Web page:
1. Miss Carol HOW do you get those leading lines soooo tiny and detailed in those haunted house windows? I use the scotch tape nozzle when I lead but I cant get my lead lines that tiny and detailed....Just watched your Plaid video classroom gallery glass vhs tape last night....I never got to use the thinner version that you were painting with on the tape..looked like it flowed alot better than the GG of today.

  2. The lead lines aren't any smaller than usual. The house is just very large. In fact only the smallest ones could be done on the 8"x10" cuttable plastic. I had to source some larger mylar in order to do the bay windows, the terraces and the 2 palladiums.
    But, you can get a tape tape smaller by angleing the tape more towards 12 o'clock when you start the wind. It also depends on how short you cut the tip. The closer to the ridge (that holds on the small cap)that you cut it, the wider your opening will be. The ridge will hold the tape more open, if you cut down almost to it. So the tip off as close to the tip, as you can but remove the thick plastic at the end. Then wind tight at the tip, using your thumb and index to adhere it tightly at the tip. You can get a hole so small, that leading will hardly come out. But you can cut it off so that it dispenses. And as always, practice makes perfect. Sometimes I will re-wind a piece of tape 3 times to get it just the diameter that I need. Thanks for the comment. It was a fun project, and I had to share!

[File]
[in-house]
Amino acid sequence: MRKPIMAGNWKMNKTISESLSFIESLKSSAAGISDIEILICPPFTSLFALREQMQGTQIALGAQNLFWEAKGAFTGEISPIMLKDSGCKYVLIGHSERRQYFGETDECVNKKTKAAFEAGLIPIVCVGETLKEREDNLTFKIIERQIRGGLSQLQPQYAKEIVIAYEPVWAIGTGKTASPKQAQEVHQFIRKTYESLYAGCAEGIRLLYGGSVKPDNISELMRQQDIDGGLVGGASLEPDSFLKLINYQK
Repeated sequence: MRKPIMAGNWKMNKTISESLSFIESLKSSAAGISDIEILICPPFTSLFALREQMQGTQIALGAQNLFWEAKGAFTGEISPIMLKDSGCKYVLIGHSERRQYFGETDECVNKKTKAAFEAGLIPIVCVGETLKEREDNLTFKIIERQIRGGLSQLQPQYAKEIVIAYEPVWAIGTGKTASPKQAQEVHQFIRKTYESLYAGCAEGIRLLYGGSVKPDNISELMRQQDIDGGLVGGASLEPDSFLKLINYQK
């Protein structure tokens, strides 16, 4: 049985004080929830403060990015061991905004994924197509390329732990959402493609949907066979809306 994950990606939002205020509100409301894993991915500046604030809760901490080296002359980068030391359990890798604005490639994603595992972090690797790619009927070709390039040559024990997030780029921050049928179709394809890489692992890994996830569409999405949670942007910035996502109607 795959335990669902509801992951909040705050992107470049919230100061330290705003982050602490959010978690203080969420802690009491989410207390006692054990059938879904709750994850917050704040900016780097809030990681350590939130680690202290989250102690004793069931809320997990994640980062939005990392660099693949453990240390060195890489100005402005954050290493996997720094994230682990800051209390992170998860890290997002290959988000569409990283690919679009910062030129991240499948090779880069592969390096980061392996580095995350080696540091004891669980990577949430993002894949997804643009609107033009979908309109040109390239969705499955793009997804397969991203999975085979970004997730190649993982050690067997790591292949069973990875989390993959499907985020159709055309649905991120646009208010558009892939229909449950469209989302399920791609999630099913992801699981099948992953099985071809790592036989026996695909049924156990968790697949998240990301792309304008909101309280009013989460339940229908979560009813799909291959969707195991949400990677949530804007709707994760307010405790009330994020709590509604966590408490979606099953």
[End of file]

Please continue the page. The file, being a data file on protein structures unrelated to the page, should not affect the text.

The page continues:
3. Sorry, I forgot to answer your comment about the thinner version that we once had. Yes, it flowed BEAUTIFULLY and I miss that. Not everyone can comb thoroughly enough. It also made your application look AMAZING with very little effort. But a little birdie told me that we might have something similar in the works. What goes around--comes around, if we stay in the game long enough. (I made those videos sometime after my Senior Prom.) What a hoot to look at them, now!

  4. I really enjoy the tapes from back then...I have alot of the Plaid classroom tapes and a few of Aleene's craft videos and they are really enjoyable to seems that crafts today arent as popular as they once were...most of the craft magazines I use to subscribe to are out of business and shows such as Aleene's Creative Living and Carol Duval arent on television any longer..I'm just glad I got the vhs tapes and dvds that I have...